In line with the governmental resolution, compulsory medical checks for young men and women set to marry were introduced in 2004.
For the past few years, 1.4 million young men and women who decided to start families had medical exams.
Jointly with medical and patronage aid services, the country carries out constant medical exams in all areas, and especially on women and children.
Primary link specialists conduct annual exams on fertile-age women. The number in 2003 was 6.2 million but rose to almost seven million last year.
Several years ago, however, doctors detected diseases such as anemia, cardiovascular and illness of the kidney, digestive organs and the endocrine system in 77 percent of women of childbearing age who had clinical exams.
Considering the sickness level, all of them had necessary ambulatory or stationary treatment. Specialists carry out constant prophylaxis on separate types of diseases.
The risk group among fertile-age women has decreased to 10 percent over the past few years. From 2005, a national program for preventing anemia in women and children has been working in Uzbekistan.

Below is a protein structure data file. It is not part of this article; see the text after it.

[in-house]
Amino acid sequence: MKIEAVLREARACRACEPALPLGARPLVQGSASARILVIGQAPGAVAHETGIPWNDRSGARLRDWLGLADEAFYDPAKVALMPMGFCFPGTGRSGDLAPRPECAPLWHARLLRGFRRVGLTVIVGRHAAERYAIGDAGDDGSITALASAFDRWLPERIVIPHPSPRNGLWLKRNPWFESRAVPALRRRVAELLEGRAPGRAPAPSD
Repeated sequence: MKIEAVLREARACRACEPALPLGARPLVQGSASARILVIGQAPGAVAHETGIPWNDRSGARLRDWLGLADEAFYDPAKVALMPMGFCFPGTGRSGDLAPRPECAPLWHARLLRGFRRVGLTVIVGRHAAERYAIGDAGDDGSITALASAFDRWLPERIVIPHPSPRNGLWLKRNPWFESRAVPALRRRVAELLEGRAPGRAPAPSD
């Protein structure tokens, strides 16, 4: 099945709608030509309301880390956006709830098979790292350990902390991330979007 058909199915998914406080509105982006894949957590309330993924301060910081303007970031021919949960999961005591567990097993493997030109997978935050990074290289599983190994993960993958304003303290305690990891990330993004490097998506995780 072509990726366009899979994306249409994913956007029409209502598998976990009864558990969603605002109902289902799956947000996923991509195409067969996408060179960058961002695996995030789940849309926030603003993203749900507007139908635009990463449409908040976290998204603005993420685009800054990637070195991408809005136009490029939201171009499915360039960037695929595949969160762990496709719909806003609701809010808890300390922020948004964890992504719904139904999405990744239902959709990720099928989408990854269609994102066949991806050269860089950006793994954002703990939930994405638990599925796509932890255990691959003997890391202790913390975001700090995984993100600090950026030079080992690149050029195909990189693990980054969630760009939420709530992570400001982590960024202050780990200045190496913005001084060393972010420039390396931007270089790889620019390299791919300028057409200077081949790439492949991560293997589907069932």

The program aims at replenishing humans with necessary minerals and vitamins by way of enriching flour.
At the moment, all flour-grinding companies in Uzbekistan do necessary fortification in processing and producing wheat goods.
Prenatal centers jointly with patronage centers and several other public organizations have introduced continuous supply of iodine medicines for pregnant mothers, children and teenagers.
Another problem that affects endocrinal disease is ecology. Considering the seriousness of endocrinal disease, a law on preventing iodine deficiency disease was adopted in Uzbekistan last year.
For several years, the International ECOSAN organization and the State Joint-Stock Railway Company of Uzbekistan are implementing a health train joint project to render mobile aid to socially vulnerable people in various regions of the country, pupils from poorer families, young single mothers and the disabled.
This project is of particular urgency in the scope of accomplishment of tasks set for 2008, the Year of Youth in Uzbekistan.
Depending on season humanitarian goods include the winter or summer clothes, shoes, bed cloth and sanitary and hygiene goods. One of the last destinations of this project was the region adjacent to the Aral Sea.